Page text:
Confession is good for the soul – or so the saying goes. So without any further ado, my confession. I have not consumed hot tea for a very long time. I’d like to be able to say how long but it just sort of crept up on me and so I’m not really sure. It’s probably been at least a year now, at the very least.
Which is not to say that I don’t drink tea. I actually drink it in amounts that are probably not so good for someone who doesn’t respond well to caffeine. It’s just that at some point I decided that I preferred my tea cold rather than hot. This goes for any type of tea I drink, whether it be a nice robust cup of Assam, a colorful Japanese green, an aromatic oolong or one of those relatively rare forays into herbal/tisane type beverages (mostly rooibos).
I’m not sure how or why this came about, but I suspect it has something to do with climate. Living here in southern Arizona it can be a bit daunting to contemplate a cup of steaming hot tea when the temperatures are well over 100 degrees and when grown men are weeping and the birds bursting into flames in the sky. While I’m aware that people in other hot regions, such as north Africa and the Middle East, often consume tea and other hot beverages in spite of the heat that doesn’t make the prospect any less daunting in my book. Then again, even when the temperatures fall into the fifties and sixties, during what passes for winter around these parts, I still drink tea iced, so I’m not sure if the climate theory is really sufficient to entirely explain the issue.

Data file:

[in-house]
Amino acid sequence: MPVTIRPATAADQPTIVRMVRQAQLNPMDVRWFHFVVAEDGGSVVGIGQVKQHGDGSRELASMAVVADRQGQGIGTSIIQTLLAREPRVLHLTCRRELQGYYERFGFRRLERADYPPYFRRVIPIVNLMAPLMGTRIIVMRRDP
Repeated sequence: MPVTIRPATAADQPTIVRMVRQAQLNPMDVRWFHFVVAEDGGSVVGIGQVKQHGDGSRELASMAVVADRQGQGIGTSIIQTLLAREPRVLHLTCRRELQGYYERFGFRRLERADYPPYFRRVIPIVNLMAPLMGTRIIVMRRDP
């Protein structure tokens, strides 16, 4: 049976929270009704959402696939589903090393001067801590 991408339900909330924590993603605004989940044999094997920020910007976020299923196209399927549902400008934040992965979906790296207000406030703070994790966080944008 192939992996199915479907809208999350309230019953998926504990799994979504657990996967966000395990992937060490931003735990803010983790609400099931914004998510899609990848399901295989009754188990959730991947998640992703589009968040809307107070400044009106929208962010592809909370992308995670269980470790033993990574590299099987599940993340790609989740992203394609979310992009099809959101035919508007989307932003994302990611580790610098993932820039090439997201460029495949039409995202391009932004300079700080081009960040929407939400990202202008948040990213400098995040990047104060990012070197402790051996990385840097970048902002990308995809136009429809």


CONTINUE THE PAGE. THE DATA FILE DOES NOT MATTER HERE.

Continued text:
I guess if I had to pin down any reasons why this has come to pass I’d say there are primarily two of them. Since I drink so much tea in the course of a day’s time I find it more convenient to just whip up a larger quantity and stash it in the refrigerator. I know there are a lot of people who find the ritual of preparing tea to be an integral part of the process but I’m not one of them.
My primary reason for making the switch to iced tea is simply that I don’t like to drink tea hot anymore, although when it comes to the term “iced” I should probably clarify things a bit. Unless it’s a blazing day I tend to drink tea that’s not quite “icy” but that also has not had a chance to reach room temperature. I haven’t done much research into the matter – aside from my own experiences – but it seems that the extremes of the temperature range aren’t really the optimum temps when it comes to getting the optimum flavor from tea.
© Online Stores, Inc., and The English Tea Store Blog, 2009-2014. Unauthorized use and/or duplication of this material without express and written permission from this article’s author and/or the blog’s owner is strictly prohibited. Excerpts and links may be used, provided that full and clear credit is given to Online Stores, Inc., and The English Tea Store Blog with appropriate and specific direction to the original content.